Farage Demands Met chief Bernard Hogan Howe Resigns Over Botched Handling Of Leon Brittan Sex Abuse Case
Nigel Farage has become the first party leader to call for Met chief Sir Bernard Hogan-Howe to resign over the force’s mishandling of the Leon Brittan affair.
The Ukip leader said it was ‘unforgivable’ that former home secretary Lord Brittan was not told he had been cleared of a rape allegation months before he died.
He said the Metropolitan police had ‘failed horribly’, and Sir Bernard should ‘go into retirement’ as a result of the blunder.
What really shocks me is that months before Leon Brittan died, the Metropolitan Police decided there was no case to answer and yet didn’t tell him, and that I think is…unforgiveable’, he said.
‘He was a public figure dying of cancer, the whole effect of that hanging over him, and yet before he died he could have been told ‘Look…we’re very sorry for what’s happened, and we’re going to make a public statement fully exonerating you.
‘Think of what tremendous relief that would have given to Brittan himself, but perhaps more importantly even than that to his wife and broader family so the Met have failed horribly.’
Asked what Sir Bernard should, he told LBC Radio: ‘Go into retirement I should have thought. I’m being serious’.
The force was investigating a claim from a Labour activist, who came forward in 2012 to say that she was raped by Lord Brittan in 1967 when she was 19.
Labour MP Tom Watson played a key role in having the case reopened last year after it was closed due to lack of evidence, by writing to the Director of Public Prosecutions. The peer was questioned under caution while terminally ill with cancer.
Nigel Farage said it was ‘unforgivable’ that Lord Brittan was not told by Bernard Hogan-Howe (left) that he had been cleared of a rape allegation before he died. Scotland Yard re-opened the rape case into Lord Brittan amid pressure from Tom Watson (right)
Mr Watson had also spread claims of an Establishment paedophile cover-up, which he claimed included the peer. Days after Lord Brittan died in January this year, aged 75, Mr Watson wrote an article saying the peer stood ‘accused of multiple child rape’ and repeated accusations he said came from victims that he was ‘as close to evil as any human being could get’.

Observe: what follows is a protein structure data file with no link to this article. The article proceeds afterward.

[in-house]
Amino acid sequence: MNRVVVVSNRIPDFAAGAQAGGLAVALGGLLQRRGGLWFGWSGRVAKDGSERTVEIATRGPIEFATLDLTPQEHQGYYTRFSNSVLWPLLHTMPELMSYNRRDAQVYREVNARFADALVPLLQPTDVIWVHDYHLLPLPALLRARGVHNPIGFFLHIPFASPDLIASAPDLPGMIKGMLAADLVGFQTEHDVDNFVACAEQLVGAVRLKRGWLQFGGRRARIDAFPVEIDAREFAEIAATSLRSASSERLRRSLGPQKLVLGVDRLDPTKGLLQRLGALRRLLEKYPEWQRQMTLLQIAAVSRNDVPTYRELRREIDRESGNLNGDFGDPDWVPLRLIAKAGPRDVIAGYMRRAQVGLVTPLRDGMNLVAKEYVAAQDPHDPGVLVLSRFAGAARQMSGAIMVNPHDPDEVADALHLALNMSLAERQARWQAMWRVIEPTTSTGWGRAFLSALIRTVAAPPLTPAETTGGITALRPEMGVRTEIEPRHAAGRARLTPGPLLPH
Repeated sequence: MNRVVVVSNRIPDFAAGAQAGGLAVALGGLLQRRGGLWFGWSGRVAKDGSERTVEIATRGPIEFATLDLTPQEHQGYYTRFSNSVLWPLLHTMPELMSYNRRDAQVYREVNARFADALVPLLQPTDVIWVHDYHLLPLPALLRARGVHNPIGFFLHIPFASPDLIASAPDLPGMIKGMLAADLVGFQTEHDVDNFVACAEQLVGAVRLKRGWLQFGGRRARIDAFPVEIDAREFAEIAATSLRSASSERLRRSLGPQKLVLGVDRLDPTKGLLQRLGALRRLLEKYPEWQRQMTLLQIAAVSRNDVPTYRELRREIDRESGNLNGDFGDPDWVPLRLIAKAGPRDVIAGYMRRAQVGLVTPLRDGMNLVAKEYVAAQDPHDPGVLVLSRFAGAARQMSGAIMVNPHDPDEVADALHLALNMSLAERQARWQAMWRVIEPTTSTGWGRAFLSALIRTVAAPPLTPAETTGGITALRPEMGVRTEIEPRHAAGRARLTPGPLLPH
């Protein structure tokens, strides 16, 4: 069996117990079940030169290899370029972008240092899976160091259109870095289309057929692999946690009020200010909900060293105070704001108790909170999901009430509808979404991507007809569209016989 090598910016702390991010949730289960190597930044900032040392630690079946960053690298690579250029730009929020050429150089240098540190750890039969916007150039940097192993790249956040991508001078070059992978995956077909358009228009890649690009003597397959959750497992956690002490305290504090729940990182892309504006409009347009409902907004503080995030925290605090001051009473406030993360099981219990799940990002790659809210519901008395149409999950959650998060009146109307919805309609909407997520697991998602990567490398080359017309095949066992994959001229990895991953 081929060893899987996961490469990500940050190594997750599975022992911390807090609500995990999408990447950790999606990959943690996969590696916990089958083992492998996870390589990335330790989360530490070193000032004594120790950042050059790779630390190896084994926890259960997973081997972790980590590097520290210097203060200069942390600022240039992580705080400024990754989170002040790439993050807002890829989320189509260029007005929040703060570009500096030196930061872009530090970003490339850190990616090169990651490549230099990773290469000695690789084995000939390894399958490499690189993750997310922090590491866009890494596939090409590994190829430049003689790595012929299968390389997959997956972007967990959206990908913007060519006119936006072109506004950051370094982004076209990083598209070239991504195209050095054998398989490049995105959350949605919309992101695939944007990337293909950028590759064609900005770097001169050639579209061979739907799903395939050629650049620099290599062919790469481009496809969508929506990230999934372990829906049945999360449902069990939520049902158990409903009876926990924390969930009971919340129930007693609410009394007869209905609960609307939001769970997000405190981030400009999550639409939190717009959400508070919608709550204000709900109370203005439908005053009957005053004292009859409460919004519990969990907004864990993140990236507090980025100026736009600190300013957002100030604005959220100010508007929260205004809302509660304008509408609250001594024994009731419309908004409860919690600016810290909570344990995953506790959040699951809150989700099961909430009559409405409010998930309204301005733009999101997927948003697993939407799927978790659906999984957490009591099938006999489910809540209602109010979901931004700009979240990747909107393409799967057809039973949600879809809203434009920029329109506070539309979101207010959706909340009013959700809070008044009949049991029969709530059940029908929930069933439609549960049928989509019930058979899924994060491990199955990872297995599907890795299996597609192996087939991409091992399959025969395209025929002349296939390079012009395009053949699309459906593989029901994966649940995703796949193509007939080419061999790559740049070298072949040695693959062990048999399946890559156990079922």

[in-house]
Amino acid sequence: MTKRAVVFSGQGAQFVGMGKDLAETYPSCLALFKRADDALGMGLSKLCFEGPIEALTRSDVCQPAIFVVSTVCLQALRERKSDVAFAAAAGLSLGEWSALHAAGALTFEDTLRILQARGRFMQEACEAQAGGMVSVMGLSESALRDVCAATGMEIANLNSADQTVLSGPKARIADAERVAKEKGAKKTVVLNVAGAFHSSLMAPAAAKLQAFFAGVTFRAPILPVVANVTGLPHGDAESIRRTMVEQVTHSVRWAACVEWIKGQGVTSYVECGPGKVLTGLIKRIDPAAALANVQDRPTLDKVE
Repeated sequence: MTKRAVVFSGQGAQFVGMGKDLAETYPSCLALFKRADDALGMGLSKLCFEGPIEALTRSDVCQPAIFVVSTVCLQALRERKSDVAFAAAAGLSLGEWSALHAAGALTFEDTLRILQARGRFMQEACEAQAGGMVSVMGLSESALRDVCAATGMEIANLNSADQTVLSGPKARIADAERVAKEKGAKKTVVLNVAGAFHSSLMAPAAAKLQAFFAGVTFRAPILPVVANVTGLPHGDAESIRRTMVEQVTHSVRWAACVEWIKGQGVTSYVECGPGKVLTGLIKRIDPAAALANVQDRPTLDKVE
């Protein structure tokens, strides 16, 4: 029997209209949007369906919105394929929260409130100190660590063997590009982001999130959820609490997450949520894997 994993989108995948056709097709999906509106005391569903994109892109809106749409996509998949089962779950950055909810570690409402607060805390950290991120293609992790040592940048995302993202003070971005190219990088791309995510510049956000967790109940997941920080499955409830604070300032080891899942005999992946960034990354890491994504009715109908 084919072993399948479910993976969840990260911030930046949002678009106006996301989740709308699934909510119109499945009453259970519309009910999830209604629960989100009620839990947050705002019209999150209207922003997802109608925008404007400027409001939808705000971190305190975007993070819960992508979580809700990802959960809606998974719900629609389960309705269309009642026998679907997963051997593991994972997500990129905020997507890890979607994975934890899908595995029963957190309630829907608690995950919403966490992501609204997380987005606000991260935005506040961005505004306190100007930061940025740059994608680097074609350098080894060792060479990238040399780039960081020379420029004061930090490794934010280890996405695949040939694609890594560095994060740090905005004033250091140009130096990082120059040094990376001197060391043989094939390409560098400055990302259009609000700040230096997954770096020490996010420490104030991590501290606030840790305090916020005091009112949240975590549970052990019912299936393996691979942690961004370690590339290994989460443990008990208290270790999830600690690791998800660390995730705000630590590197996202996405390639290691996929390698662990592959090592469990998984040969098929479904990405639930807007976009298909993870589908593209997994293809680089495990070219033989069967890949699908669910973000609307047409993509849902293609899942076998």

In a letter last month, Scotland Yard admitted they had decided to take no further action, and apologised to his widow Lady Brittan, through her lawyers, for the delay in providing ‘clarity’ about this and the ‘distress’ it may have caused.
The police were attacked by Lord Brittan’s brother Sir Samuel Brittan, who also called on Mr Watson to apologise in public for making ‘unfounded accusations’ about his brother.
Lord Brittan had been implicated in accusations by a man known as ‘Nick’, who claimed the former home secretary abused him more than a dozen times, and that he had also been abused by the former Prime Minister Edward Heath and former Tory MP Harvey Proctor from the age of seven. Army Generals and senior figures in the security services were also implicated in the scandal.
Detectives were said to have ‘grave doubts’ about his testimony, and to have voiced their concerns to the judge-led inquiry into historic child sex abuse.
Mr Farage said Lord Britton should ‘have been told ‘We’ve called you in, we’ve interviewed you, it’s perfectly clear that the chap making these allegations is a complete fantasist’. He said the police failure to tell him was ‘even more unforgiveable than any hornet’s nest from Tom Watson’.